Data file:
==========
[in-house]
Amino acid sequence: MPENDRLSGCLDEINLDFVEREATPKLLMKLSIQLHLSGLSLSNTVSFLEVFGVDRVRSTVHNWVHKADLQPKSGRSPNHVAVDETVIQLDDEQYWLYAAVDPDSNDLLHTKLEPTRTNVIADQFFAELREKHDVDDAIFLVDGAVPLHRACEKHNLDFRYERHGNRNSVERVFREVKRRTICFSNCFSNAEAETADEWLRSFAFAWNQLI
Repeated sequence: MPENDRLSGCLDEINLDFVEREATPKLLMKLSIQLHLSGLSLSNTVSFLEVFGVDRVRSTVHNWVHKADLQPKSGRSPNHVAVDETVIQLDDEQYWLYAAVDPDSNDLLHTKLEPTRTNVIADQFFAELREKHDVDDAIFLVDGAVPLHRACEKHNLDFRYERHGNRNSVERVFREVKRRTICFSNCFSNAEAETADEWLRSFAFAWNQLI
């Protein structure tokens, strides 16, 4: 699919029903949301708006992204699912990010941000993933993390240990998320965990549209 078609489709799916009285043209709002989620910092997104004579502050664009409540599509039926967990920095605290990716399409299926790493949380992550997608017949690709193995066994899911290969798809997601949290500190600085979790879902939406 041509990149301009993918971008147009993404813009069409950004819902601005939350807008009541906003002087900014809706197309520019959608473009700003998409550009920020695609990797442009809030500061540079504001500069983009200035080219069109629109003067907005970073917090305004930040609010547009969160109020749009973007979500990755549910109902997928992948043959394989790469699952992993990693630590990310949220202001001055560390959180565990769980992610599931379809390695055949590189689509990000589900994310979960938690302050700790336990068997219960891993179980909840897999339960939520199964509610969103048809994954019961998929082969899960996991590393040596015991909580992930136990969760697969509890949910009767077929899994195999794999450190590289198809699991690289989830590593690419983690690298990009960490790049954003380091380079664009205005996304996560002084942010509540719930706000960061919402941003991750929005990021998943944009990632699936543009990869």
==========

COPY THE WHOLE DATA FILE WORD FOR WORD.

[in-house]
Amino acid sequence: MPENDRLSGCLDEINLDFVEREATPKLLMKLSIQLHLSGLSLSNTVSFLEVFGVDRVRSTVHNWVHKADLQPKSGRSPNHVAVDETVIQLDDEQYWLYAAVDPDSNDLLHTKLEPTRTNVIADQFFAELREKHDVDDAIFLVDGAVPLHRACEKHNLDFRYERHGNRNSVERVFREVKRRTICFSNCFSNAEAETADEWLRSFAFAWNQLI
Repeated sequence: MPENDRLSGCLDEINLDFVEREATPKLLMKLSIQLHLSGLSLSNTVSFLEVFGVDRVRSTVHNWVHKADLQPKSGRSPNHVAVDETVIQLDDEQYWLYAAVDPDSNDLLHTKLEPTRTNVIADQFFAELREKHDVDDAIFLVDGAVPLHRACEKHNLDFRYERHGNRNSVERVFREVKRRTICFSNCFSNAEAETADEWLRSFAFAWNQLI
């Protein structure tokens, strides 16, 4: 699919029903949301708006992204699912990010941000993933993390240990998320965990549209 078609489709799916009285043209709002989620910092997104004579502050664009409540599509039926967990920095605290990716399409299926790493949380992550997608017949690709193995066994899911290969798809997601949290500190600085979790879902939406 041509990149301009993918971008147009993404813009069409950004819902601005939350807008009541906003002087900014809706197309520019959608473009700003998409550009920020695609990797442009809030500061540079504001500069983009200035080219069109629109003067907005970073917090305004930040609010547009969160109020749009973007979500990755549910109902997928992948043959394989790469699952992993990693630590990310949220202001001055560390959180565990769980992610599931379809390695055949590189689509990000589900994310979960938690302050700790336990068997219960891993179980909840897999339960939520199964509610969103048809994954019961998929082969899960996991590393040596015991909580992930136990969760697969509890949910009767077929899994195999794999450190590289198809699991690289989830590593690419983690690298990009960490790049954003380091380079664009205005996304996560002084942010509540719930706000960061919402941003991750929005990021998943944009990632699936543009990869």